I would like to add some more examples and references for the so called polynomial method that can help us recognise when it can be applied.

From what I understand so far, the polynomial method falls under these two big categories:

**A. Construct an explicit polynomial (or a set of polynomials) that captures the given set.**

**B. Use interpolation arguments to get a polynomial whose degree (or some other property) is under control.**

An important, and well known, subcategory of **A** is the *dimension argument* using polynomial spaces.

For example, if we want to show that there can be at most $n(n+1)/2$ equiangular lines in $\mathbb{R}^n$, then with each line we associate the polynomial $P_u = (u, x)^2 - \alpha^2(x, x)$ where $u$ is a fixed unit vector on the line and $arccos(\alpha)$ is the angle between every pair of lines. Then we show that $P_u(v) = (1 - \alpha) \delta_{u, v}$, proving that these polynomials are linearly independent. Now, all these polynomials are degree $2$ homogenous polynomials in $n$ variables, and hence the number is bounded above by the dimension of this spaces, $n(n+1)/2$. Another example that demonstrates this approach is the bound on $2$-distance sets in Euclidean spaces. For further details, and several examples I would refer to the manuscript "Linear Algebra Methods in Combinatorics" by Babai and Frankl.

Another subcategory is when you use the coefficients or degrees of the explicit polynomial. One of the simplest examples is perhaps the result by Blokhuis on nuclei of sets in $\mathbb{F}_q^2$. A nucleus of a set $S$ of points in $\mathbb{F}_q^2$ is a point $x$, not in $S$, such that every line through $x$ intersects $S$. Blokhuis showed that if $S$ has size $q + k$, with $k \leq q$, then all nuclei of $S$ are roots of a degree $k(q-1)$ polynomial (hint: an elementary symmetric polynomial), hence proving that the total number of nuclei is at most $k(q-1)$.

The Brouwer-Schrijver/Jamison bound on affine blocking sets also uses a property of polynomials over finite fields that, if a polynomial in $\mathbb{F}_q[t_1, \dots, t_n]$ vanishes on all points of $\mathbb{F}_q^n$ except one, then its degree must be at least $n(q-1)$. This is quite similar to the classical Chevalley-Warning theorem. And in fact, this can be proved via a dimension argument as well.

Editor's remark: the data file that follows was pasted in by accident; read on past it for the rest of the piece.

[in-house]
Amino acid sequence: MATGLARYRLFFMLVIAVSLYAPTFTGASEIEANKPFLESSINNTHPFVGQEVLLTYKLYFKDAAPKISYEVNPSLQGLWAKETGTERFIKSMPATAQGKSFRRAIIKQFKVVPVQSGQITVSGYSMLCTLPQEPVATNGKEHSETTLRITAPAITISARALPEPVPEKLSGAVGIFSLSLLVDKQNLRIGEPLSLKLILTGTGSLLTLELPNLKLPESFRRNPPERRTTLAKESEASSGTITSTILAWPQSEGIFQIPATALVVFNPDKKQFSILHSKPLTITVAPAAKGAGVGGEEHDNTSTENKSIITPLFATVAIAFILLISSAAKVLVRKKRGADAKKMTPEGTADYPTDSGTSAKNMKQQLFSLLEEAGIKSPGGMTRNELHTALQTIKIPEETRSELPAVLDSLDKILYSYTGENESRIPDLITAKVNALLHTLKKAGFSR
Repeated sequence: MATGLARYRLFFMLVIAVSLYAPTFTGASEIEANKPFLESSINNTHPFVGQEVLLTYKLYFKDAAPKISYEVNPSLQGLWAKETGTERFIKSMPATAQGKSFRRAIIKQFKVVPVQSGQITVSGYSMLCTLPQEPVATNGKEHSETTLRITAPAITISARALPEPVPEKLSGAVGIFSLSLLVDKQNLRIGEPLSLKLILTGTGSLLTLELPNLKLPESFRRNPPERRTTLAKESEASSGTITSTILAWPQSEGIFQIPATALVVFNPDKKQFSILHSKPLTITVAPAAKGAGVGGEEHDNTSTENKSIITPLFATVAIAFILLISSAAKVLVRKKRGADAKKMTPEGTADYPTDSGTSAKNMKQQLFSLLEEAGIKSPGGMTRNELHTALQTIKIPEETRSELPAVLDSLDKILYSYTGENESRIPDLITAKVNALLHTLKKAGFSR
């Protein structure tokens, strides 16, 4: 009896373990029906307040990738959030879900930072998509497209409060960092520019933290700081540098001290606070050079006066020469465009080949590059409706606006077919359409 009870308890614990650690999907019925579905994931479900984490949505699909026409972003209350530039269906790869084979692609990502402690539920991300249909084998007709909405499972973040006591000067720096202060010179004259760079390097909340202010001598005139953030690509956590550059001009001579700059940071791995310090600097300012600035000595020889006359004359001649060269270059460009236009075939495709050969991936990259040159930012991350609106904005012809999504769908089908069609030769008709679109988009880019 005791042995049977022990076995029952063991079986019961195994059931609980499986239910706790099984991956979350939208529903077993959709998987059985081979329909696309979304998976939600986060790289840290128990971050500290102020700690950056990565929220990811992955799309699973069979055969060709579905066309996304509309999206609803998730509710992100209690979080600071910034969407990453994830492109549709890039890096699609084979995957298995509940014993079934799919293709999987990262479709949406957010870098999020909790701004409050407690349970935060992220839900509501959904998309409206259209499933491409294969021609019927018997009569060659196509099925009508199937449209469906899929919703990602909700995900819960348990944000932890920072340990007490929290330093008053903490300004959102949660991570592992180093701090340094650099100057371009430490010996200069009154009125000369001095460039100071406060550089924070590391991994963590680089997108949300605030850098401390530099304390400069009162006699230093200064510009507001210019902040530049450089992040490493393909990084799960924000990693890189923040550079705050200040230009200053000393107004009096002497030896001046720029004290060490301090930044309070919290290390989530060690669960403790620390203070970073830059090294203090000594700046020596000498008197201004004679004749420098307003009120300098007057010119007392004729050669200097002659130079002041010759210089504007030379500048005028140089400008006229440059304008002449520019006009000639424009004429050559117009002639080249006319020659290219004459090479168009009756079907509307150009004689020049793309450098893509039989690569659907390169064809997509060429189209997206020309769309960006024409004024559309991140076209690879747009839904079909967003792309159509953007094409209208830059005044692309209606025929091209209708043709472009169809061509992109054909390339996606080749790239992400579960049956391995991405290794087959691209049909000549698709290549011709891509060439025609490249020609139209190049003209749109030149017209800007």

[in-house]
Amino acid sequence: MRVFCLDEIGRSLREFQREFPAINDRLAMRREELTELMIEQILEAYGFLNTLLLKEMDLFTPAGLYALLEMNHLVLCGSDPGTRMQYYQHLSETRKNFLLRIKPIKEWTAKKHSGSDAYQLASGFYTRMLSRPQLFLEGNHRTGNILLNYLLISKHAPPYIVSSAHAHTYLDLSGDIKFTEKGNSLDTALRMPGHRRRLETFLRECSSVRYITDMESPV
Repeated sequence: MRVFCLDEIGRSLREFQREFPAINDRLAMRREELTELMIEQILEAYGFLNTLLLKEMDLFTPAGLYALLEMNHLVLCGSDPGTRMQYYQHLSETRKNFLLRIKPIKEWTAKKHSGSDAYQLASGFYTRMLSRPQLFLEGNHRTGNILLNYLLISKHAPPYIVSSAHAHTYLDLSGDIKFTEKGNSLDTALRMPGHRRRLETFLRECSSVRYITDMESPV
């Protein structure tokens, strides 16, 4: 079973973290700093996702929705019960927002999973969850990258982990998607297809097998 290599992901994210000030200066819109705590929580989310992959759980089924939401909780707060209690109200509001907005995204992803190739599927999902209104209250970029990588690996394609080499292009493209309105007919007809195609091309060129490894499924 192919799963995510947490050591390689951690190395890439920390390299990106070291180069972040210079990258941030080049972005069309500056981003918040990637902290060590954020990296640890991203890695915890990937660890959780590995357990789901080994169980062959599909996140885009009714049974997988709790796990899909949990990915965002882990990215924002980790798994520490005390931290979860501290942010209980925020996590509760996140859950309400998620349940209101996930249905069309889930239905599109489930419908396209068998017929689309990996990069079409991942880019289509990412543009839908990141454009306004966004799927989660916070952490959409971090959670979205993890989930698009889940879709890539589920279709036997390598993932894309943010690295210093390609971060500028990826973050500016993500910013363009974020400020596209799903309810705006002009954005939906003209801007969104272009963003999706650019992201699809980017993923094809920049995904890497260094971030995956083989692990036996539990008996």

I think Combinatorial Nullstellensatz, and all its applications that I am aware of, fall under category **A** as well. Here, we construct a polynomial that is explicit enough so that we can determine the coefficient of its leading monomial. The answer by Gjergji Zaimi covers this approach nicely. If we want estimates on the total number of non-vanishing points, instead of just existence, then we can sometimes use the result by Alon-Füredi, as it was recently done by Clark, Forrow and Schmitt in this paper.

Category **B** seems to be somewhat more recent. It was used by Dvir in his proof of finite field Kakeya conjecture, and it has then found several applications. Terence Tao has written a nice survey on it which can be found here. Quoting Tao,

Broadly speaking, the strategy is to capture (or at least partition)
the arbitrary sets of objects (viewed as points in some configuration
space) in the zero set of a polynomial whose degree (or other measure
of complexity) is under control; for instance, the degree may be
bounded by some function of the number of objects. One then uses tools
from algebraic geometry to understand the structure of this zero set,
and thence to control the original sets of object.

Another important breakthrough using this approach was the result of Guth and Katz on Erdős distinct distances problem.

Can these two approaches (**A** and **B**) be combined? I would love to see an example of that. But this is what Terence Tao had to say about combining CN and Interpolation,

roughly speaking, the idea is to start with a counterexample to the claimed extremal result, and then use this counterexample to design a polynomial vanishing on a large product set and which is explicit enough that one can compute a certain coefficient of the polynomial to be non-zero, thus contradicting the nullstellensatz. This should be contrasted with more recent applications of the polynomial method, in which interpolation theorems are used to produce the required polynomial. Unfortunately, the two methods cannot currently be easily combined, because the polynomials produced by interpolation methods are not explicit enough that individual coefficients can be easily computed, but it is conceivable that some useful unification of the two methods could appear in the future

**More References**

- Aart Blokhuis, Polynomials in finite geometries and combinatorics.
- A. A. Bruen, J. C. Fisher, The Jamison method in galois geometries.
- Noga Alon, Discrete mathematics: methods and challenges.
- Gyula Károlyi, The polynomial method in additive combinatorics.
- Simeon Ball, Polynomials in Finite Geometries and The Polynomial Method in Galois Geometries.
- Terence Tao and Van Vu, Chapter 9 in Additive Combinatorics.
- Zeev Dvir, Incidence Theorems and Their Applications.
- Terence Tao, Algebraic combinatorial geometry: the polynomial method in arithmetic combinatorics, incidence combinatorics, and number theory.
- Peter Sziklai, Polynomials in finite geometries and Applications of Polynomials over Finite Fields.
- Larry Guth, Polynomial Method in Combinatorics.

Additive Combinatorics, right after they introduce the combinatorial nullstellensatz. They remark that it is "particularly useful for obtaining lower bounds on the size of restricted sum sets and similar objects." $\endgroup$ – Qiaochu Yuan Oct 23 '10 at 19:19notimply the Schwartz-Zippel lemma. Ex. 9.1.1 in Tao and Vu's Additive Combinatorics does not ask toderivethe Schwartz-Zippel from the CNS but merely to prove it bymodifying the argumentto the proof. (You have to turn the page ;-) see books.google.de/… $\endgroup$ – Günter Rote Jan 30 '13 at 1:02